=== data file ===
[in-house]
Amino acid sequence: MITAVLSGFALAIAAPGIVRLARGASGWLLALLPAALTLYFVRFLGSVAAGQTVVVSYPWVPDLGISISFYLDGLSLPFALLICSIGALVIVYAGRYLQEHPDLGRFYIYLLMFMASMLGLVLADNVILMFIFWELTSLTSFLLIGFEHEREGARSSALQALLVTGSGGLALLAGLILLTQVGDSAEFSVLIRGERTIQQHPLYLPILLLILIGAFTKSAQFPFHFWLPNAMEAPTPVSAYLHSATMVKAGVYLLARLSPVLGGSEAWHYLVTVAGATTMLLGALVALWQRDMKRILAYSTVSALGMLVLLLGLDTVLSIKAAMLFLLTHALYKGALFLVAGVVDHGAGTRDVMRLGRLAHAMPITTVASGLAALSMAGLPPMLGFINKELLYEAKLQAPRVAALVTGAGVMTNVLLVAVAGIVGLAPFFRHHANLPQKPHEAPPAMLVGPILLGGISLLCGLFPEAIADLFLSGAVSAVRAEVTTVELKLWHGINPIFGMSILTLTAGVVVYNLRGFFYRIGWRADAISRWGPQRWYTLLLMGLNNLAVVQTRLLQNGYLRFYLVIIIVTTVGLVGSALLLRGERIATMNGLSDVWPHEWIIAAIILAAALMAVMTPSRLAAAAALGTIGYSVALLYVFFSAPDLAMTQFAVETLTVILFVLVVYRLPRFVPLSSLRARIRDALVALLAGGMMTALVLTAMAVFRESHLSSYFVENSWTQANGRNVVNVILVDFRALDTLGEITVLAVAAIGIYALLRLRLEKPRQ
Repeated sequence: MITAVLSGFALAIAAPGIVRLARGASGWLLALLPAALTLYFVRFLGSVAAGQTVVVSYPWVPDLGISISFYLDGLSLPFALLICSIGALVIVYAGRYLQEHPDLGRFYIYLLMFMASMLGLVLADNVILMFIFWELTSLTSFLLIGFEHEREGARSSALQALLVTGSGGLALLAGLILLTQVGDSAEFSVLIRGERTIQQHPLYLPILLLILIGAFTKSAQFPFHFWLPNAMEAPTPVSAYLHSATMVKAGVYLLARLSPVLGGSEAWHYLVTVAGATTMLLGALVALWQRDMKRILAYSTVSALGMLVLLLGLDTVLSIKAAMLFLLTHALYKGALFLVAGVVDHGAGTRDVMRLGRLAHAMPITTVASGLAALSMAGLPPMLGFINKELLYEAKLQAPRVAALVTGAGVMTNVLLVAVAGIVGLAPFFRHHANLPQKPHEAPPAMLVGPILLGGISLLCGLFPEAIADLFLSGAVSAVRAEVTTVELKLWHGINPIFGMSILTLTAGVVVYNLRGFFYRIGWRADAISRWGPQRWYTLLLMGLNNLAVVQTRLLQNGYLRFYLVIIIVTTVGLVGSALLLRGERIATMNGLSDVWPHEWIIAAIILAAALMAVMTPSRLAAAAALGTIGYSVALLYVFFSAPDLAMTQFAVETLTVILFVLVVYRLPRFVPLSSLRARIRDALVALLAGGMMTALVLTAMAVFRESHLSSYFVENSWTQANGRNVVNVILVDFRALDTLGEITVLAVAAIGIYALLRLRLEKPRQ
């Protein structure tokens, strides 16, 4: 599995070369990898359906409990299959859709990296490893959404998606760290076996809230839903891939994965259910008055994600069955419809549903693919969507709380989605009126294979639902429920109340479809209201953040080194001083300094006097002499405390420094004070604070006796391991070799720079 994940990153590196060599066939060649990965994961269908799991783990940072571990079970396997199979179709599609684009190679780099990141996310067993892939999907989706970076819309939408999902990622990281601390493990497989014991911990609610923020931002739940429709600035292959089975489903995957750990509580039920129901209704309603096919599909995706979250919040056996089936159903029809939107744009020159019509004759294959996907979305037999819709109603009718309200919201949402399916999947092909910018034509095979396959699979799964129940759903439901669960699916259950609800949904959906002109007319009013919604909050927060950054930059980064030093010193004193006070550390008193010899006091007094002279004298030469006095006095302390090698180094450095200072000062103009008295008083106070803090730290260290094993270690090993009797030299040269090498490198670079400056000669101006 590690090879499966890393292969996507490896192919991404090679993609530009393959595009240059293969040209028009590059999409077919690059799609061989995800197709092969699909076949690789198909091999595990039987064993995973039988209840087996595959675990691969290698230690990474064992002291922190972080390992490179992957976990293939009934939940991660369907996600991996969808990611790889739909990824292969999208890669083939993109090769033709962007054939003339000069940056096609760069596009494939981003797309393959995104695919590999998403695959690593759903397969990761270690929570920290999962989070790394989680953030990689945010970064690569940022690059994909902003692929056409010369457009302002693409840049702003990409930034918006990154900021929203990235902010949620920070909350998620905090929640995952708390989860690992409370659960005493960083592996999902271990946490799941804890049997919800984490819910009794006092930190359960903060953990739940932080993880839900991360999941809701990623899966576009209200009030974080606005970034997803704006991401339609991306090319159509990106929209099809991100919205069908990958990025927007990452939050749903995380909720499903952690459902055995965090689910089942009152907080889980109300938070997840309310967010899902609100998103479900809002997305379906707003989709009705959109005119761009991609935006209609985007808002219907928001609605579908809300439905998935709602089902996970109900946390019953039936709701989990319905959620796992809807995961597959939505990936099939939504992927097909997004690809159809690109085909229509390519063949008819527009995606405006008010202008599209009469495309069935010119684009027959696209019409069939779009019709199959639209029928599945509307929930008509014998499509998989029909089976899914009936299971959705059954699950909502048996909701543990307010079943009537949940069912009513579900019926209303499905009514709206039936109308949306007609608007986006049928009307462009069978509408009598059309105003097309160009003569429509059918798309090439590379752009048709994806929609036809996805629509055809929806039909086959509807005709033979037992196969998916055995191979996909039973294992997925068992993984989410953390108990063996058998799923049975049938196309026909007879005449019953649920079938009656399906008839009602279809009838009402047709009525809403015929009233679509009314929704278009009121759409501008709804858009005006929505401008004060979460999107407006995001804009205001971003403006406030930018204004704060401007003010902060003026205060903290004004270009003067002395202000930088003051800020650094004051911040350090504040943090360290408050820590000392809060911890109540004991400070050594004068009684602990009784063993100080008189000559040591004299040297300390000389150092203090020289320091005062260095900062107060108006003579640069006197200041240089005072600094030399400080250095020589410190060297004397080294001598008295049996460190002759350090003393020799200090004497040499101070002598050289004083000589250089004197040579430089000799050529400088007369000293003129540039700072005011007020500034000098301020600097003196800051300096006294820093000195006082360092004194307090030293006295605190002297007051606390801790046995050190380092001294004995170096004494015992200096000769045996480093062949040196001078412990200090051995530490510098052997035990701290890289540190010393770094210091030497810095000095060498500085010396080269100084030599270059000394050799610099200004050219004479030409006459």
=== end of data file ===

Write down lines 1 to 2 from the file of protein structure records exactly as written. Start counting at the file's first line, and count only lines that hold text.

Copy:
[in-house]
Amino acid sequence: MITAVLSGFALAIAAPGIVRLARGASGWLLALLPAALTLYFVRFLGSVAAGQTVVVSYPWVPDLGISISFYLDGLSLPFALLICSIGALVIVYAGRYLQEHPDLGRFYIYLLMFMASMLGLVLADNVILMFIFWELTSLTSFLLIGFEHEREGARSSALQALLVTGSGGLALLAGLILLTQVGDSAEFSVLIRGERTIQQHPLYLPILLLILIGAFTKSAQFPFHFWLPNAMEAPTPVSAYLHSATMVKAGVYLLARLSPVLGGSEAWHYLVTVAGATTMLLGALVALWQRDMKRILAYSTVSALGMLVLLLGLDTVLSIKAAMLFLLTHALYKGALFLVAGVVDHGAGTRDVMRLGRLAHAMPITTVASGLAALSMAGLPPMLGFINKELLYEAKLQAPRVAALVTGAGVMTNVLLVAVAGIVGLAPFFRHHANLPQKPHEAPPAMLVGPILLGGISLLCGLFPEAIADLFLSGAVSAVRAEVTTVELKLWHGINPIFGMSILTLTAGVVVYNLRGFFYRIGWRADAISRWGPQRWYTLLLMGLNNLAVVQTRLLQNGYLRFYLVIIIVTTVGLVGSALLLRGERIATMNGLSDVWPHEWIIAAIILAAALMAVMTPSRLAAAAALGTIGYSVALLYVFFSAPDLAMTQFAVETLTVILFVLVVYRLPRFVPLSSLRARIRDALVALLAGGMMTALVLTAMAVFRESHLSSYFVENSWTQANGRNVVNVILVDFRALDTLGEITVLAVAAIGIYALLRLRLEKPRQ